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President’s Column: June 2022

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BCSA President Mark Denham

At the time of writing this column, most steelwork contractors seem to be very busy, but most are also equally as nervous about the future when the high demand for buildings due to the un-locking of COVID-19 restrictions reduces. I don’t think we’ve seen a steel price increase for a number of weeks, so that’s a relief. It is clear though that large increases in material prices are now starting to bite into contracts won before the increases and for contracts that unfortunately have been delayed or shelved entirely. We’ve all tried to pass on costs to our clients and we’ve all had various levels of success in doing so. Even if you’ve manged to pass them on, final accounts will generally be more troublesome than usual. The time elapsed between finishing on site and receiving the final payment is always a little galling, especially when you consider how main contractors routinely quote sub-contractor payment terms to their clients and the wider industry. Tier 2 steelwork contractors have had to put up with a lot of pressure on their cashflow recently, “Reverse VAT” certainly didn’t help cashflow, where on the other hand it positively helped the main contractors’ cashflow position.

Even when you get the job over the line, with the new norm there is now more pressure on the credit insurance industry to support their customers. Their credit limits are mostly based on turnovers that are out of date. Many suppliers are struggling to raise their credit limits to insure most of their debt. I can’t see this correcting itself for the best part of a year, when new terms are agreed. Many companies have increased turnover rapidly in a short time, which puts additional pressure on cashflow. All this at a time when banks are now realising that quite a few people might not be paying back that CBILS loan they took out, so banks are nervous.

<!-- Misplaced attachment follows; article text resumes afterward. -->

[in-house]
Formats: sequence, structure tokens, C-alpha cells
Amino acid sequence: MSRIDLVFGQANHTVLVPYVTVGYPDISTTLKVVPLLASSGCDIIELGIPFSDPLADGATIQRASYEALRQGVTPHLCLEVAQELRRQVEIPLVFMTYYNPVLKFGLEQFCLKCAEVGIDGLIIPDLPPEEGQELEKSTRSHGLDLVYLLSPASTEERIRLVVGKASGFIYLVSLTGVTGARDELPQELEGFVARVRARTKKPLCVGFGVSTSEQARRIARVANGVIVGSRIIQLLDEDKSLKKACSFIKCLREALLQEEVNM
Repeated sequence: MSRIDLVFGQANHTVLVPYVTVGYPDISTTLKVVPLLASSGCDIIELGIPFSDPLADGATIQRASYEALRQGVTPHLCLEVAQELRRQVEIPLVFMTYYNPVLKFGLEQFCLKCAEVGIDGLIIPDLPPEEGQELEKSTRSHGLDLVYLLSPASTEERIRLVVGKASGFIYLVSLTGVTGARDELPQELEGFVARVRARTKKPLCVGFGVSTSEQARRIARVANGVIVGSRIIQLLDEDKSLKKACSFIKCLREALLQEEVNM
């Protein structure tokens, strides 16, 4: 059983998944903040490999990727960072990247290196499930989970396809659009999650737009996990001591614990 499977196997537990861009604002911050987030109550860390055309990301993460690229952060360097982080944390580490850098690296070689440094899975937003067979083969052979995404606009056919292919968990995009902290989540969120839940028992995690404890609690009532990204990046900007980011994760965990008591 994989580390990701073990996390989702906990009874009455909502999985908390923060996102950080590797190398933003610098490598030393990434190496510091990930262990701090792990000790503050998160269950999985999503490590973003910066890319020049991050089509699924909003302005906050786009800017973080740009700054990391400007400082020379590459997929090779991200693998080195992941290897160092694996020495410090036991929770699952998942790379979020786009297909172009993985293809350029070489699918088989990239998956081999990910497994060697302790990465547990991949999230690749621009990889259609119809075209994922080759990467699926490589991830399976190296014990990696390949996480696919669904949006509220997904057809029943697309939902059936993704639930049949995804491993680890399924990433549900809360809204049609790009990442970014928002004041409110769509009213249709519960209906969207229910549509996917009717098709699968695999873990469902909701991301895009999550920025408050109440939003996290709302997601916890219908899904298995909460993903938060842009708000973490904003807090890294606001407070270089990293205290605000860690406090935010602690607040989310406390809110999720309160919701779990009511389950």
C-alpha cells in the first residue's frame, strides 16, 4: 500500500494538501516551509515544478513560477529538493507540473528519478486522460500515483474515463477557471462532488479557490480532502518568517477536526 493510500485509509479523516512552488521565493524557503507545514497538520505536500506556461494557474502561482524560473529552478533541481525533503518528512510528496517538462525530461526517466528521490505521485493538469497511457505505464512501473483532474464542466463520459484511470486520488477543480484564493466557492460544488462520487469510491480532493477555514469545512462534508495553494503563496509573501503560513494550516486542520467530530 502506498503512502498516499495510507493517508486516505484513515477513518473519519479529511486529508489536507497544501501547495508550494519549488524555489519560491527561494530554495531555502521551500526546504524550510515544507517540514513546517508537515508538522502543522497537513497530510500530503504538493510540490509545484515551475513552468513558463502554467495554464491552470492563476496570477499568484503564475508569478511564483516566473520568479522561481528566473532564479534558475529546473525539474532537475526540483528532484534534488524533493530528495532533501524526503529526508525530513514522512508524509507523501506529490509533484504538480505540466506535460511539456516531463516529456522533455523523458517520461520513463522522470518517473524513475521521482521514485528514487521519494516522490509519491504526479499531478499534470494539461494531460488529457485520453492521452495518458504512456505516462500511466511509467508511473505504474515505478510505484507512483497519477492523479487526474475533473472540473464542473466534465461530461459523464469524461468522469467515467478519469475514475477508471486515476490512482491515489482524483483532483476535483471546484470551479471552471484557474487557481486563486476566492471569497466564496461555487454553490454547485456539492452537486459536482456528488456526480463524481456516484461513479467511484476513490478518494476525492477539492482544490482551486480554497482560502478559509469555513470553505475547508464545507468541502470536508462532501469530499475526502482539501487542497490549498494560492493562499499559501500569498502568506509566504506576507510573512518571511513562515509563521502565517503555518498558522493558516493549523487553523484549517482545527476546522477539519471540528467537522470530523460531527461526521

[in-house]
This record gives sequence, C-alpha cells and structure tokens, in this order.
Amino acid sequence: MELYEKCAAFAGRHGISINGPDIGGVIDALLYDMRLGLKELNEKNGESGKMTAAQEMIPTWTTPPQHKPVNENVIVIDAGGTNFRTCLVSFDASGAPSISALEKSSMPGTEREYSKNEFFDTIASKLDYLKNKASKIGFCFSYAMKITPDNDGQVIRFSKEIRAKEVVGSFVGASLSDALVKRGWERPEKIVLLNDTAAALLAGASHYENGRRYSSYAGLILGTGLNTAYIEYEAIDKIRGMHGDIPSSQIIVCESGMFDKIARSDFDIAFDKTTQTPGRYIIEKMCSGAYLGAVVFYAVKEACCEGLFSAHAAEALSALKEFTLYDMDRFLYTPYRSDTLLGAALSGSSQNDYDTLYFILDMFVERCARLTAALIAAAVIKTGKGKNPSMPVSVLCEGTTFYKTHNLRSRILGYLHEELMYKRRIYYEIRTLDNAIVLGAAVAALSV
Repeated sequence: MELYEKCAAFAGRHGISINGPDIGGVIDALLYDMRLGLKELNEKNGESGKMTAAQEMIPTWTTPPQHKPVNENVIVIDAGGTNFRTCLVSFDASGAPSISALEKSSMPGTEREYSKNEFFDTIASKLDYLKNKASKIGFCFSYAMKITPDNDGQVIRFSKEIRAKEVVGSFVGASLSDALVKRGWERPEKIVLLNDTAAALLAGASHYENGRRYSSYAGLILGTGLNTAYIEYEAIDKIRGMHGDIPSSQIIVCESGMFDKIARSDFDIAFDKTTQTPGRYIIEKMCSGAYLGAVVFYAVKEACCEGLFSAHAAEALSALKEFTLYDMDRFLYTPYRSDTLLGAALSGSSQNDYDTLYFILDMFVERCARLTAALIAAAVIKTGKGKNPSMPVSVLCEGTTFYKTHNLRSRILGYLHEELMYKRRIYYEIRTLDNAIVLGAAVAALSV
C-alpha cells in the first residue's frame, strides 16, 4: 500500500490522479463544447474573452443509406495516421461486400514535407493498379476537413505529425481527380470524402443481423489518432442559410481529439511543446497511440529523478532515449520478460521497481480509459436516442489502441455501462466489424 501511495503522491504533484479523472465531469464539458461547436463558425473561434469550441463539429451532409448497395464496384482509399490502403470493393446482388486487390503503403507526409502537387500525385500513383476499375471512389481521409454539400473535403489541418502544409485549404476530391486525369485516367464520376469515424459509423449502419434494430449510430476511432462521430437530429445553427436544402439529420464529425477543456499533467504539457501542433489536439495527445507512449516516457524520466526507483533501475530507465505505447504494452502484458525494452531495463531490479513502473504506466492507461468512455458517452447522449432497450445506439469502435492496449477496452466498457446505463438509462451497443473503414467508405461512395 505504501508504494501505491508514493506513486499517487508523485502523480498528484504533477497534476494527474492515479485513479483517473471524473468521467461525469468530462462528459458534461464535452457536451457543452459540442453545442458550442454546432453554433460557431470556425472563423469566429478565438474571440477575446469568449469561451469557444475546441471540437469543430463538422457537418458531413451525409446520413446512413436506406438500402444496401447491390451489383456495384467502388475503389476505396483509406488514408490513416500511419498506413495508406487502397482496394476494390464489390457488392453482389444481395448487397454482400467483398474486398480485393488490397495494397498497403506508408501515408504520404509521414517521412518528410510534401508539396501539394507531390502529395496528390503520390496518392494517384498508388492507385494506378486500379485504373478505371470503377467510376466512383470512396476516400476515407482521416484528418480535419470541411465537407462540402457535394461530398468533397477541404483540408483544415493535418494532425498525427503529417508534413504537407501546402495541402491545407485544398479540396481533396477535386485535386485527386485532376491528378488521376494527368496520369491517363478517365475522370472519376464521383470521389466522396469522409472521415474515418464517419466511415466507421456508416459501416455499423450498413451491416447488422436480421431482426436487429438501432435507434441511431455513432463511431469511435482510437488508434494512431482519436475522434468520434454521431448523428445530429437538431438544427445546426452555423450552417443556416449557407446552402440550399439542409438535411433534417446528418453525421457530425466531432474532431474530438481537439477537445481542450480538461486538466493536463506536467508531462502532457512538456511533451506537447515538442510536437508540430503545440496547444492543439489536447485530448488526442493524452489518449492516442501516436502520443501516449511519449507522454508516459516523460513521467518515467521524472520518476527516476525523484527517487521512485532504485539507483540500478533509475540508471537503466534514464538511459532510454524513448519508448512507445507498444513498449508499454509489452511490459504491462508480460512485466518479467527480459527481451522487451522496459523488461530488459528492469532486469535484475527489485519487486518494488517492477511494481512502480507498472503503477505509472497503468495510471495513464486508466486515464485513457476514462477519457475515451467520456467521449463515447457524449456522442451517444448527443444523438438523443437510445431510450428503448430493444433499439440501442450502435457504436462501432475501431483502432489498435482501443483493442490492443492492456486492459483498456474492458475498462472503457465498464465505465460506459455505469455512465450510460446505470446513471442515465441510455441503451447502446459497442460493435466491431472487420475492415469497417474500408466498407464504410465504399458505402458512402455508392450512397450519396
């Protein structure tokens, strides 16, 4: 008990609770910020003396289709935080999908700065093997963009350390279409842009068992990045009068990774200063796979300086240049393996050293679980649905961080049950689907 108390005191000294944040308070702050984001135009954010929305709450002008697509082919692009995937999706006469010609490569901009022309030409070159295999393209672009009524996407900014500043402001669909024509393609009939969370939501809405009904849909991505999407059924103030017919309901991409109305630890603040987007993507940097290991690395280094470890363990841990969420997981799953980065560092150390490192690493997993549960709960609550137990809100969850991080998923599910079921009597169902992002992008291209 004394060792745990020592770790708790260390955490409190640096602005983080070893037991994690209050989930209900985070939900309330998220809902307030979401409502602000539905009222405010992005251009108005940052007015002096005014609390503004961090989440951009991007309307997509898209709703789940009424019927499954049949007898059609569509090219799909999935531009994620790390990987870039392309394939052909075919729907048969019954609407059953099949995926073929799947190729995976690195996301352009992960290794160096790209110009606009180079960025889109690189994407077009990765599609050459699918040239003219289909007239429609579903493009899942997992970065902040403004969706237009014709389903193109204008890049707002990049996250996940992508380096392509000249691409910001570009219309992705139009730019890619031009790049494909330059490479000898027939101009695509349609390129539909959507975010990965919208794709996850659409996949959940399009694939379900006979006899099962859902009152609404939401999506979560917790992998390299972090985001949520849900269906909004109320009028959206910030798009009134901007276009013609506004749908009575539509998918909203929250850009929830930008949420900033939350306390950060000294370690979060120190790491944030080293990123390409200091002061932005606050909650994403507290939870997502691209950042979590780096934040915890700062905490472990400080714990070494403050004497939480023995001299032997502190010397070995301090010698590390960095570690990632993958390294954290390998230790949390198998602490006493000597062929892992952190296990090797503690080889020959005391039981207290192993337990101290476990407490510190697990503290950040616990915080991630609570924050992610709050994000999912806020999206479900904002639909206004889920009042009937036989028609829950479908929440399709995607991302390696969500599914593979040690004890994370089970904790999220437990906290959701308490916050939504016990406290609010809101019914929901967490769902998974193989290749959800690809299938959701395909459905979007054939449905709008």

Retaining staff in a market where there are too few employees to fill the number of vacancies is difficult. Employees have high expectations, but care needs to be taken to prewarn the less experienced – at the end of the boom, there is always a fall. I know a few industries where salaries were increasing at an alarming rate, but these salaries are now stabilising. Inflation is high in the UK at the moment and there is pressure on employers to pay large pay increases in line with inflation. Quite simply the country can’t afford to increase salaries in line with these expectations.

All things being equal I will soon be coming to the end of my second year as President of the BCSA and hope to be voted in for a third year. We all know what’s wrong with our industry and more importantly the pressures and risk put on to Tier 2 and 3 sub-contractors and suppliers. For Tier 2 steelwork contractors, the majority of these problems are caused by an over capacity of fabricated steel in the industry. Main contractors have plenty of choice and steelwork contractors never have enough work at the right time. Will things change, probably not when there are too many hungry steelwork contractors out there.

Mark Denham
BCSA President

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